max temp: 16°C

min temp: 8°C


Bad buy Heralded major rebuild but ended in Triumph

Steve Williams no longer has a picture of his Triumph Herald but drew this cartoon of the car and the Lambretta scooter he sold to buy it. Picture: Steve Williams

Steve Williams no longer has a picture of his Triumph Herald but drew this cartoon of the car and the Lambretta scooter he sold to buy it. Picture: Steve Williams

Steve Williams

Steve Williams was in the dark about the condition of his Triumph Herald, after buying it at night in the rain, but daylight revealed it was a wreck.

The BMC Mini, Ford Anglia and Triumph Herald were all new-generation, modern cars introduced in 1959.

I have owned several Minis and an Anglia van, named Boris, with steering that shook violently when I drove over a pothole. But my very first car, and pride and joy, was my Herald.

The Herald had clean-cut looks, all-round independent suspension, sports car gearshift and the smallest turning circle of any production car. Maintenance was easy as the whole front end hinged forward – like an E-Type Jag – to expose the 948cc engine.

At 17 I saw an ad for a 1960 Herald and couldn’t wait to see it but made a big mistake viewing it at night in pouring rain. Despite having less than a month’s tax and MOT I handed over £60 from selling my Lambretta scooter.

When I looked the car over properly the next day it turned out to be a wreck. The brakes, tyres and exhaust needed immediate attention. The worst was yet to come. When I checked underneath, the chassis outriggers crumbled in my hand. As Heralds had a bolt-together body I decided to separate the car from the engine and chassis to gain access for welding.

Once new outriggers had been fitted, the underside was given a coat of thick black underseal before refitting the body. To cut costs, many mechanical and body parts were obtained from scrapyards. This was often a treacherous task as the donor car was often on top of a pile of others and, if the large alsatian guard dog didn’t bite you on the way in, the yard owner would sting you on price on the way out.

The almost bald cross-ply tyres were replaced with budget remoulds and the exhaust patched with Holts Gun Gum Putty and bandages. The brakes were next and I have memories of sitting in the car pumping the pedal while my dad was scrabbling underneath with a jam jar and piece of rubber pipe to bleed the system.

Once the mechanical work was complete, the holes in the bodywork were filled before spraying the car – and the front lawn – with Ford electric blue metal flake paint. After passing my driving test, I couldn’t wait to rip off the stick-on L plates which took off a square patch of paintwork too.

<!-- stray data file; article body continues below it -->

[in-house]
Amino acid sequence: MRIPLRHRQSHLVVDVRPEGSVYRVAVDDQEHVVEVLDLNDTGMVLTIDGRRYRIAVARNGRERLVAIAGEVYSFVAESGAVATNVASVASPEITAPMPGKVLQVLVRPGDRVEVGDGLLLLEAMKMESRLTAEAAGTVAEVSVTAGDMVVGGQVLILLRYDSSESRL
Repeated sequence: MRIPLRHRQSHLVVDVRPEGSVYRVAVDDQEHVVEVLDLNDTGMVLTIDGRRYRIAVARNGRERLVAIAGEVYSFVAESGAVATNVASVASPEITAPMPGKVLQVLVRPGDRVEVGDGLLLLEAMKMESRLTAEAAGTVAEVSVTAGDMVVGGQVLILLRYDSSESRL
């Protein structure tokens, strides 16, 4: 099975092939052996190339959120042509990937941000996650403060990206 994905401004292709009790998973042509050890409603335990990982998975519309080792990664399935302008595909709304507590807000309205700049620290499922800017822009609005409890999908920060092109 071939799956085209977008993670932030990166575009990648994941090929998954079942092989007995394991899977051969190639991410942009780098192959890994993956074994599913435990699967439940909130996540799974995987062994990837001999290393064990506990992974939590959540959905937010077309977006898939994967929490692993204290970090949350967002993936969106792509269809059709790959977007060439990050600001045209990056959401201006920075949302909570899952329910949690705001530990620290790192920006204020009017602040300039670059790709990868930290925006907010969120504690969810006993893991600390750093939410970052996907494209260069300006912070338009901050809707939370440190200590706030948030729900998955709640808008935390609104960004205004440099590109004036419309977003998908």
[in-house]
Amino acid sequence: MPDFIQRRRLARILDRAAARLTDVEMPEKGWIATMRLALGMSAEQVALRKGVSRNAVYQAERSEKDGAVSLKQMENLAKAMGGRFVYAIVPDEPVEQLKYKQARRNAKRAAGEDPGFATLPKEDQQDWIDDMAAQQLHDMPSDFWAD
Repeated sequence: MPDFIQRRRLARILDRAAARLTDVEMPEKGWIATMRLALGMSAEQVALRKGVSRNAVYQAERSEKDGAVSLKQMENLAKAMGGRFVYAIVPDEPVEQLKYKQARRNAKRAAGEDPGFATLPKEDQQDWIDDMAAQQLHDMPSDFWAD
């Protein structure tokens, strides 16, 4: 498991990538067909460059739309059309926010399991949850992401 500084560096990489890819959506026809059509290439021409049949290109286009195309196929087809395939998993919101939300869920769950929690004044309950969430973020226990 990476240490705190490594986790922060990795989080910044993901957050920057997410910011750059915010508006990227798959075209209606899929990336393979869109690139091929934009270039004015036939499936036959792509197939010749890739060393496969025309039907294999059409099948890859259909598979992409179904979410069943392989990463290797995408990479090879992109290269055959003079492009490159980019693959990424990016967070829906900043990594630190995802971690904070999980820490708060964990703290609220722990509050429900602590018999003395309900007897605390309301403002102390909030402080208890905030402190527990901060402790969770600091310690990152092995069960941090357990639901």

I then got into the 1970s car customising craze after getting a job at Motac Motor Parts in Clevedon. Thanks to staff discounts, my Herald got the full treatment – rally seat covers, 10in steering wheel, dashboard dials, tinted windows, 10ft glassfibre whip aerial, Porsche 911 Fuchs type wheel trims and straight-through exhaust box. Despite trying to make the car look and sound sporty it only had a top speed of around 65mph – no faster than my 175cc Lambretta.

Adding so much extra weight had its drawbacks... happy days!

Sadly, I am unable to find any photos of my Herald, so I submitted one of my cartoons.

Tell us about your first car – email your memories with a picture of the car to or post it to Andy Russell, Archant motoring editor, Prospect House, Rouen Road, Norwich, NR1 1RE.

More than 14,000 people flocked to sunny Hadleigh on Saturday for the town’s 179th annual show.

Could you offer a home to one of these cats and dogs at the Blue Cross centre in Wherstead?

Highways England teams will be carrying out maintenance on trunk roads across the region over the next week.

The A140 was partially closed late on Saturday afternoon after a two-vehicle accident at the Stonham crossroads with the A1120.

Royal wedding fever has gripped the country - with a host of street parties popping up across East Anglia to celebrate the big day.

An air ambulance was called to the Suffolk Retail Park in Ipswich on Saturday afternoon after reports of a person being injured on site.

Suffolk police are looking for three men after a bookmaker’s shop was robbed in Pakefield near Lowestoft on Friday evening.

Now today’s ceremony is over, the tablecloth’s rolled up and the cake is back in the tin, it’s time for the ultimate question... Who did it better?

The artists set to take to the stage at Stowmarket’s biggest annual music festival have been announced.

Orwell Park School in ipswich has hosted a memorial to those who served in the Desert Rats - who were stationed at the school on the lead up to the D-Day landings.

Most read

Show Job Lists

Topic pages

Newsletter Sign Up

Sign up to receive our regular email newsletter
MyDate24 MyPhotos24